Josh Swartz bought an e-cigarette just two weeks ago, hoping to use it to quit smoking. Instead, on Friday, it exploded while he was smoking it, the Arkansas man tells KNWA. "I put it to my mouth and as soon as I pressed the button on the bottom, the device exploded," he says. His wife, who was on her way to the garage to find her husband at the time, says she heard what sounded like gunfire and saw flames. "That's when I looked back and I found my husband bent over here in the garage and gasping for air and he couldn't even speak to me," she says. In addition to burns on his mouth, throat, and hand, Josh also ended up with severed lips and shattered teeth; they believe the e-cigarette's battery caused the explosion.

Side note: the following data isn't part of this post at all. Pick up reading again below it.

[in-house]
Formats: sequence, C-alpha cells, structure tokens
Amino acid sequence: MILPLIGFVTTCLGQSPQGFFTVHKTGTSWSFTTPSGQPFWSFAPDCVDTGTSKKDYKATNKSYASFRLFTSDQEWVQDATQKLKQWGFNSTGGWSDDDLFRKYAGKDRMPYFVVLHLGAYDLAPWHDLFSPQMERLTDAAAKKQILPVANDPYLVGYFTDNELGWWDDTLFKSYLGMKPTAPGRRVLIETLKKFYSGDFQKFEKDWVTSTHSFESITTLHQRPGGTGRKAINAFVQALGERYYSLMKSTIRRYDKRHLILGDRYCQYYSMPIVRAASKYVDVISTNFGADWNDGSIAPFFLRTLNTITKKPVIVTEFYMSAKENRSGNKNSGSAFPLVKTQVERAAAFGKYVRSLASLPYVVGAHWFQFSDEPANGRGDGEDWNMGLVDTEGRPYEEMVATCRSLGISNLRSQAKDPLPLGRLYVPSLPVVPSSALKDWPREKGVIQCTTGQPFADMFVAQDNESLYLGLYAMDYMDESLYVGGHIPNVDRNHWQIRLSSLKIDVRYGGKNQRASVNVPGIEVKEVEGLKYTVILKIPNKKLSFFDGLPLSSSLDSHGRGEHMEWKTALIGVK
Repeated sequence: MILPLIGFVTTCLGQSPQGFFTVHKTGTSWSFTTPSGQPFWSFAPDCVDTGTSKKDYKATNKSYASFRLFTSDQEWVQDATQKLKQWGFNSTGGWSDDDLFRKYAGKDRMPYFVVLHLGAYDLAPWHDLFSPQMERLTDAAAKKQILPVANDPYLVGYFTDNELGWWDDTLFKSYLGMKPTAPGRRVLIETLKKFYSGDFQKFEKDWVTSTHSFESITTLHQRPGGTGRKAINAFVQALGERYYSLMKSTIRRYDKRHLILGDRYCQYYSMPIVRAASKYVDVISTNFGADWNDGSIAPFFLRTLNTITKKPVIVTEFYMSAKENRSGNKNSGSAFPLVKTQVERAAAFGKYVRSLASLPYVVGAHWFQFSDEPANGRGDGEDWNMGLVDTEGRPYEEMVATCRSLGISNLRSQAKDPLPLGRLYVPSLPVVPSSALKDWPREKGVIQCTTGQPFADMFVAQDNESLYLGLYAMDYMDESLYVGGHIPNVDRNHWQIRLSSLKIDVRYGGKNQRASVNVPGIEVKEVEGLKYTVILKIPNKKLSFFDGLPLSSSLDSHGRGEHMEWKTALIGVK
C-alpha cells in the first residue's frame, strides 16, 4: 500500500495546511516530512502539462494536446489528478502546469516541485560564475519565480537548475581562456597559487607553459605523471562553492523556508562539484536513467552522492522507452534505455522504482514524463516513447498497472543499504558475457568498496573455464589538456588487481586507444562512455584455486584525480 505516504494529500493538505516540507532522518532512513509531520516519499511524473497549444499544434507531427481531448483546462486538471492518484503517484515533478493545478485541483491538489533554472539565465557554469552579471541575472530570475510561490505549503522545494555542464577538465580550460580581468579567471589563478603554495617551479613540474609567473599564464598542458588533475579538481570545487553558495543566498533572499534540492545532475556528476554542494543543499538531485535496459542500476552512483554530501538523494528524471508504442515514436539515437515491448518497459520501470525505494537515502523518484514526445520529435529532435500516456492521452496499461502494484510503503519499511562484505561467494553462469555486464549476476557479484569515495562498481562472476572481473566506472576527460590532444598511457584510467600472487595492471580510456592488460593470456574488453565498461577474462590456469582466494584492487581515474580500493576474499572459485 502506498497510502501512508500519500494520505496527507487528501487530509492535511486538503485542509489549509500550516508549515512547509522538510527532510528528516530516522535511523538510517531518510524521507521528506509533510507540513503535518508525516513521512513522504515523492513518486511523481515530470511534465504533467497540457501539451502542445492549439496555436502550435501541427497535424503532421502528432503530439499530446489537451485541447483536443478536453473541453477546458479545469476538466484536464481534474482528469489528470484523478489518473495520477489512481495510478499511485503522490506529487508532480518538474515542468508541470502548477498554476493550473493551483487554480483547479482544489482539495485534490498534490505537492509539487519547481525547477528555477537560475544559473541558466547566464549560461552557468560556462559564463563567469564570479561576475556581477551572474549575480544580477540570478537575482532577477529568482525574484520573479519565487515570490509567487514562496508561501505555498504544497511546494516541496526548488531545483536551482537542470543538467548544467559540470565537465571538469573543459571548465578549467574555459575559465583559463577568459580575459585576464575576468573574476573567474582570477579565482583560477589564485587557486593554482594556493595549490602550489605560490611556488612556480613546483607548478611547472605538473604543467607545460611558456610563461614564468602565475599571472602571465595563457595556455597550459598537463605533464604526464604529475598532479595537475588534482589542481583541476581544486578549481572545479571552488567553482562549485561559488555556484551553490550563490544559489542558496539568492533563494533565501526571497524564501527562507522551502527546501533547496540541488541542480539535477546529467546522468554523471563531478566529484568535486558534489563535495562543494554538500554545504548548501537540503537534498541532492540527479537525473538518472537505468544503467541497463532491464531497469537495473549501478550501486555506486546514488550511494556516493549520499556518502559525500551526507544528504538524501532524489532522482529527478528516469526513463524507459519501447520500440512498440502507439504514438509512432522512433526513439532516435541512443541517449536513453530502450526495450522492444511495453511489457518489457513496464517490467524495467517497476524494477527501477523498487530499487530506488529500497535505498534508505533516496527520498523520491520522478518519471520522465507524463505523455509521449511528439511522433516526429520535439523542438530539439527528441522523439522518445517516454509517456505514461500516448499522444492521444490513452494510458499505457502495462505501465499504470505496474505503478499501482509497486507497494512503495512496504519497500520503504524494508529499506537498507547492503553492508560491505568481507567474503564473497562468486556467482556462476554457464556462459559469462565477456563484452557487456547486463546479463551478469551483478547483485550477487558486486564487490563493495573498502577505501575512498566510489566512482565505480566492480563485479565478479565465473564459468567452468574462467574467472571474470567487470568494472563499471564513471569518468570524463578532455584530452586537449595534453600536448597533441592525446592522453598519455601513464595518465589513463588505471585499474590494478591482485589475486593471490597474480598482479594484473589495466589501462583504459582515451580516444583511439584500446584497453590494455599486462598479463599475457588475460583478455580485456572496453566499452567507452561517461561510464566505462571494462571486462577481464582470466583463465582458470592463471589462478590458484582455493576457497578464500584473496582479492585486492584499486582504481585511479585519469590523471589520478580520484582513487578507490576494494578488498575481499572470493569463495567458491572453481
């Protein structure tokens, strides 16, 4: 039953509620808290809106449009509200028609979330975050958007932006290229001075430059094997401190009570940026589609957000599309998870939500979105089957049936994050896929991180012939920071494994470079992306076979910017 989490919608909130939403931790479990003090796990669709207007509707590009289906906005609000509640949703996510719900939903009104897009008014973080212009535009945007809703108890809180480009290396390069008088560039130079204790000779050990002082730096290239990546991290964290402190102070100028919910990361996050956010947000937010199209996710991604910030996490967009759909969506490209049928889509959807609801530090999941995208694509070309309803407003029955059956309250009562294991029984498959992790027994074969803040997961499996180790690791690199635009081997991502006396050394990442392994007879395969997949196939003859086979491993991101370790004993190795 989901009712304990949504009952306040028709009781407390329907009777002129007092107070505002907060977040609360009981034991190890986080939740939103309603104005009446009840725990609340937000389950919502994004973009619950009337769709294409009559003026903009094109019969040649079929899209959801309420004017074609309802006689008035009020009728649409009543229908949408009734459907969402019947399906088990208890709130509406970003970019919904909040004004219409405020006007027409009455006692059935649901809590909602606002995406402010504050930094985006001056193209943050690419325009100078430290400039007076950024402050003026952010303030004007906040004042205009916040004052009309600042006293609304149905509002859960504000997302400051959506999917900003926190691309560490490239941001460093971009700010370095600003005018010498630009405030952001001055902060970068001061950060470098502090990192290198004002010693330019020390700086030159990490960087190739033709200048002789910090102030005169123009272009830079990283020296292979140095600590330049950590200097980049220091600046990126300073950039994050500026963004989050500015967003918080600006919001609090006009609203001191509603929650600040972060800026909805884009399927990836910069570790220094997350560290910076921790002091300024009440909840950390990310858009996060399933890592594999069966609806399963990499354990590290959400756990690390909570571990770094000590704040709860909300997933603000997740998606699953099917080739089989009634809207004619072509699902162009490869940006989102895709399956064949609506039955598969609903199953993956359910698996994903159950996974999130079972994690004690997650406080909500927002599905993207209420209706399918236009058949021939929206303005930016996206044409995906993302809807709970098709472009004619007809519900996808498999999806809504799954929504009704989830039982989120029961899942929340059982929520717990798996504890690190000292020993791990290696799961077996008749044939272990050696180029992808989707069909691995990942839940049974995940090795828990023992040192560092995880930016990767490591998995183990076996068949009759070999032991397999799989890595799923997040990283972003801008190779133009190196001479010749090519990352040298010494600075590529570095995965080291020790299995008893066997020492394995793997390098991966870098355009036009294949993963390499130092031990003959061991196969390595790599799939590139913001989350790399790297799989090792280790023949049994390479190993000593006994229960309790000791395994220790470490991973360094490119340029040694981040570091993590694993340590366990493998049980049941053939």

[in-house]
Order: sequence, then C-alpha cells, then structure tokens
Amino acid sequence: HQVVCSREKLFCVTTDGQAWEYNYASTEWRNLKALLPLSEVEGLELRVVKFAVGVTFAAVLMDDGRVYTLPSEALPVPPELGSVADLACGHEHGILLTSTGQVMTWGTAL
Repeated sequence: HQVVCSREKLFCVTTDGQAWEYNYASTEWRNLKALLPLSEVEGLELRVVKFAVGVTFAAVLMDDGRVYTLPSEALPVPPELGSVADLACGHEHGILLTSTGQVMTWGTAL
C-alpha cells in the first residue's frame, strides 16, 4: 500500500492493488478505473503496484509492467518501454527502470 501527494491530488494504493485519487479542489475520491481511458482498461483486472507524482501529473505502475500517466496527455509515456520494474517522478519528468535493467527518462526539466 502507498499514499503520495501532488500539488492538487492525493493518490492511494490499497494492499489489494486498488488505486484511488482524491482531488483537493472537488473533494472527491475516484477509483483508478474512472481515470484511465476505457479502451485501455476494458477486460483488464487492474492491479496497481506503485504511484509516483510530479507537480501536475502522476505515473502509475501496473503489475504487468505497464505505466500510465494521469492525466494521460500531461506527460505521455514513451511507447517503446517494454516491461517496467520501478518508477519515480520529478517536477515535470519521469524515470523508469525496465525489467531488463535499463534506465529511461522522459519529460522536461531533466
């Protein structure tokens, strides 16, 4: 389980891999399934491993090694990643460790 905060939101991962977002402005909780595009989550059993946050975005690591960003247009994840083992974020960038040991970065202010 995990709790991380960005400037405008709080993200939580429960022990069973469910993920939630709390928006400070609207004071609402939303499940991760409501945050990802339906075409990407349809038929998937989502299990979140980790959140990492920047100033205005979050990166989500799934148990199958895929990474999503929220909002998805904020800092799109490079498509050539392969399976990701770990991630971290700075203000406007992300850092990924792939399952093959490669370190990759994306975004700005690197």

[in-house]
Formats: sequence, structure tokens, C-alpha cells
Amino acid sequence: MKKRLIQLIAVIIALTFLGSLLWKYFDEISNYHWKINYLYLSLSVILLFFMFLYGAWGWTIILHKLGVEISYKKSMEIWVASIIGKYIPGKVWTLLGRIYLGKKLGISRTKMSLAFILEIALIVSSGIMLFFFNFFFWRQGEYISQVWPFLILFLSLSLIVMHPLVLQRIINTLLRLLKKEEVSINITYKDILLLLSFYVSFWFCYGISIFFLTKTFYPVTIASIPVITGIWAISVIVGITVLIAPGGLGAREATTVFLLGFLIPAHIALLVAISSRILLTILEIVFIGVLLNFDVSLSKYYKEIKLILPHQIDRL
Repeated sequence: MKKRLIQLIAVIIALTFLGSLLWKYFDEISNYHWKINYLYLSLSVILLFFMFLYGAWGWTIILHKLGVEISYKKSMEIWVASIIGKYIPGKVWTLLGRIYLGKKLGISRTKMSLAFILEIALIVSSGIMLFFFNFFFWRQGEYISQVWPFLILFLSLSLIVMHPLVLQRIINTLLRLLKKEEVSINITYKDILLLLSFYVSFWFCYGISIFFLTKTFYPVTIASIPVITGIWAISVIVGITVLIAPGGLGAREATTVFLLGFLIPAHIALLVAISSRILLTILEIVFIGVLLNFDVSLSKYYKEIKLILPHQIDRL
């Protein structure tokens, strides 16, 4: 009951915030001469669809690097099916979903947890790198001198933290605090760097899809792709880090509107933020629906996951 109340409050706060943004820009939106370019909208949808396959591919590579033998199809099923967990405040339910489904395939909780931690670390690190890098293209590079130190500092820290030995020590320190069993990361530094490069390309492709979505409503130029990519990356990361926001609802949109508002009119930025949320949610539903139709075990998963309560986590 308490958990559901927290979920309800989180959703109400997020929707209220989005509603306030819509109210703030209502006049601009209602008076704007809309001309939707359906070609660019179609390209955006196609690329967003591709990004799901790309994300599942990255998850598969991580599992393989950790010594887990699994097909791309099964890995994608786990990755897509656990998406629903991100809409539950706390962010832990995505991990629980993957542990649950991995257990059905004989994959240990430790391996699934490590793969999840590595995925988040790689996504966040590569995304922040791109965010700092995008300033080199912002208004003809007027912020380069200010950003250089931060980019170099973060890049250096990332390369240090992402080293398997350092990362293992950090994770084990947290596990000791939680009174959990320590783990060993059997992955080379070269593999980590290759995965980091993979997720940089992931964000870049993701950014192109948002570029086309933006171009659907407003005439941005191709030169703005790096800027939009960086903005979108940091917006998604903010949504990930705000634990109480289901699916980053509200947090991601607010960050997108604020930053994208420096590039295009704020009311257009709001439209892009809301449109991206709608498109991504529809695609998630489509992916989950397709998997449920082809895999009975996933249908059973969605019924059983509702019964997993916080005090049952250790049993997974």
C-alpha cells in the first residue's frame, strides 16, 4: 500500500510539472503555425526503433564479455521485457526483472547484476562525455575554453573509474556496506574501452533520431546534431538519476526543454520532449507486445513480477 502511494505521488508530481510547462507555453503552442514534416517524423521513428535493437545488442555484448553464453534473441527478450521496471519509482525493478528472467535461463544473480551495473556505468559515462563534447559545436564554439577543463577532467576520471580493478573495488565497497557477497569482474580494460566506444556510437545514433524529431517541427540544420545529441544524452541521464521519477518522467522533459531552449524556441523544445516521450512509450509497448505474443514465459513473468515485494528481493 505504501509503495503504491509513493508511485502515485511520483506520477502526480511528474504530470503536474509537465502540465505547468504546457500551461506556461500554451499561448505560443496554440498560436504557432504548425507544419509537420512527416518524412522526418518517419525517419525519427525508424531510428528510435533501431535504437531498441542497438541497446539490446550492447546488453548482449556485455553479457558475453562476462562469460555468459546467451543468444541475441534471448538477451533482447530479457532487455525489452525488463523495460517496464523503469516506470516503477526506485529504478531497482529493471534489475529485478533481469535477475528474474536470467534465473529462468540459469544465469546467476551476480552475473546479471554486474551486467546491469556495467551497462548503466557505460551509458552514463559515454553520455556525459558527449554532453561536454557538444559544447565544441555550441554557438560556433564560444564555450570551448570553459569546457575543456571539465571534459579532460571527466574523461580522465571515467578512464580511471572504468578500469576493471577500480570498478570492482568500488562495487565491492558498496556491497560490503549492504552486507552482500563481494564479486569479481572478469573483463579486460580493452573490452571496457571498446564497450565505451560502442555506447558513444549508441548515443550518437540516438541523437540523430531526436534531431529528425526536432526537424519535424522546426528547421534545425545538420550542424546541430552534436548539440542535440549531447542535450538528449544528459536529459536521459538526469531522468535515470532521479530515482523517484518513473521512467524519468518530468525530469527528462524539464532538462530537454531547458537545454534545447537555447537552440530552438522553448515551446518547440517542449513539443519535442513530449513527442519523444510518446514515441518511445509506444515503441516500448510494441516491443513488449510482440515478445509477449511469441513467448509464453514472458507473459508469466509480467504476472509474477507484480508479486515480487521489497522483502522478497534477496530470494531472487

The tale is just the latest bit of bad publicity for the e-cigarette industry: A study published this week finds that adolescents who use e-cigarettes are 30% more likely than those who've never used the devices to report respiratory problems like coughing or phlegm, Reuters reports. "E-cigarettes are certainly not harmless and serious health problems of long-term use will probably emerge with time," the study author says. But the idea of banning e-cigarette sales to teens is not as good as it may sound: Another recent study finds that when people under 18 are not allowed to purchase e-cigarettes, rates of traditional smoking among that age group actually go up, Medscape reports. (Click to read about another man who was recently injured by an exploding e-cigarette.)